|کد مقاله||کد نشریه||سال انتشار||مقاله انگلیسی||ترجمه فارسی||نسخه تمام متن|
|140073||162666||2015||13 صفحه PDF||سفارش دهید||دانلود رایگان|
The findings of a qualitative, in-depth exploration of Havana's rapidly expanding private sector, reveal that paladares – privately owned Cuban restaurants – are not, as previously suggested, antithetical to Havana's political status quo. Instead the negotiation between the state in, and toleration of, private enterprise in Havana has become the foundation for a host of double standards and informal regulations that manifest themselves in two distinct business models. While at the same time inherently capitalistic, modestly successful paladares help contribute to the socioeconomic endurance of Havana's social doctrine despite their high levels of regulation. On the other hand, elite paladares routinely challenge political and social ideologies, yet remain largely immune to retribution. The findings contribute to the understanding of the context of Havana's informal second economy and the ongoing U.S. embargo.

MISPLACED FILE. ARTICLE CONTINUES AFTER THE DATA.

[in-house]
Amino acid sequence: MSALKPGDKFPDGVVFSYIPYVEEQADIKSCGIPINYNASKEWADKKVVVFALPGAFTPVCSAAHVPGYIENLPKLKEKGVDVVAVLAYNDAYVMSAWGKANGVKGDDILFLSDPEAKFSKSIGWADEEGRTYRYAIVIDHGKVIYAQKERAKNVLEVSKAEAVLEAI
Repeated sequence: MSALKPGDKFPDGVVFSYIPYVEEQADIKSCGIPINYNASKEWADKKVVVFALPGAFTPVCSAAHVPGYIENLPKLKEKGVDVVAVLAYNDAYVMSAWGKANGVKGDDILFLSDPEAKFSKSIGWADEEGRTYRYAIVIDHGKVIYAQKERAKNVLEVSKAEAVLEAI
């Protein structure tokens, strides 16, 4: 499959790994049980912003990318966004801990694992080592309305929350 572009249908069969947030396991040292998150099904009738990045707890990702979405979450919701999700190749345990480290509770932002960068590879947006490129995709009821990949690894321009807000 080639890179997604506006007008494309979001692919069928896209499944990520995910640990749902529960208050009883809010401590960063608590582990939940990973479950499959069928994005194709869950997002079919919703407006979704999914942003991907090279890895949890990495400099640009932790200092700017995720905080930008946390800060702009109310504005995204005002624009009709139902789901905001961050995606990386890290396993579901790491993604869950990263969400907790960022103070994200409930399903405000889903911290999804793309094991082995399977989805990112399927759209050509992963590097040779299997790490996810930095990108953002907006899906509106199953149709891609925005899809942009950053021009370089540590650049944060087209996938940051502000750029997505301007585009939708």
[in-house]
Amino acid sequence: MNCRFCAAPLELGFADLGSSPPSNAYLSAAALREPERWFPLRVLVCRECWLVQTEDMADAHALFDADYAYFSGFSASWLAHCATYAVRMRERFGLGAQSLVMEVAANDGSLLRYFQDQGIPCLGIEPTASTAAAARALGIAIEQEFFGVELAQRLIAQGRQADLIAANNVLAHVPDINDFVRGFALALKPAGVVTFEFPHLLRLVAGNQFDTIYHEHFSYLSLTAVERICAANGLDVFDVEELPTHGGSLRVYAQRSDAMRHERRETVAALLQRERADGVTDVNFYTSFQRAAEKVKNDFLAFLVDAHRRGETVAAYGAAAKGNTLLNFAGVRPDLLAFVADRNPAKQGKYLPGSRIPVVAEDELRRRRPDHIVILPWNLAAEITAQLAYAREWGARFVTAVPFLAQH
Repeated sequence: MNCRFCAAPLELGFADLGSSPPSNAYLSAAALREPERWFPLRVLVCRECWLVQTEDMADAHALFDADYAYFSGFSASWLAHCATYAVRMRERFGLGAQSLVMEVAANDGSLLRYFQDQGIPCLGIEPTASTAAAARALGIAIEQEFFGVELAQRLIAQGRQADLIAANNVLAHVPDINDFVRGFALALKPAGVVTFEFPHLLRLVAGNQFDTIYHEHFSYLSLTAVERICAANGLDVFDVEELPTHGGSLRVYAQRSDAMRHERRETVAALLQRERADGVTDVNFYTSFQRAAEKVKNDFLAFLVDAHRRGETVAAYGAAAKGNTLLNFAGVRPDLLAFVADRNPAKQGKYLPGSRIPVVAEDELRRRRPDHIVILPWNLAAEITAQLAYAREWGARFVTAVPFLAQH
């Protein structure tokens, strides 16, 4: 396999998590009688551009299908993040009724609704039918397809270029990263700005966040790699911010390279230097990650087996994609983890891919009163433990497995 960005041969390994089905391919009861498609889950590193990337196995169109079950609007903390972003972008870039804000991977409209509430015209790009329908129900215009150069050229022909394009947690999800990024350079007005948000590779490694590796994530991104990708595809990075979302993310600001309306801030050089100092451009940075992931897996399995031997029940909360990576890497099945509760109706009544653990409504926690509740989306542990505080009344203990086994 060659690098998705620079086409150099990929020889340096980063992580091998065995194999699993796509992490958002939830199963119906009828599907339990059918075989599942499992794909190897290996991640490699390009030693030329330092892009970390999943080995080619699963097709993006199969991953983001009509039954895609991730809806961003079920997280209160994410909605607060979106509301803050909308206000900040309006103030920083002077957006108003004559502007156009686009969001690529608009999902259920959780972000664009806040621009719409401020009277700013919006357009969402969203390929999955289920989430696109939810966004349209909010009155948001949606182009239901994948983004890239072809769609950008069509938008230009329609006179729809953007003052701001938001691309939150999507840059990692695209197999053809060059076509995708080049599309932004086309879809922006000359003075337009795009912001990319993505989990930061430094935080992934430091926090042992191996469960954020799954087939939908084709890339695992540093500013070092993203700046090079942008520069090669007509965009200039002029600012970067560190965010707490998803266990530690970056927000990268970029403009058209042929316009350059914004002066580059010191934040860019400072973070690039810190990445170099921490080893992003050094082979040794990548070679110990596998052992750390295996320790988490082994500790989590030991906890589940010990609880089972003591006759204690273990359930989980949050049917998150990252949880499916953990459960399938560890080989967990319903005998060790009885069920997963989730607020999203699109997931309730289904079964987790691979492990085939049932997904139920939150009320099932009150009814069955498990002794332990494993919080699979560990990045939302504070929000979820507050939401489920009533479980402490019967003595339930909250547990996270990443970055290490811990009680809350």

Journal: The Social Science Journal - Volume 52, Issue 4, December 2015, Pages 503–515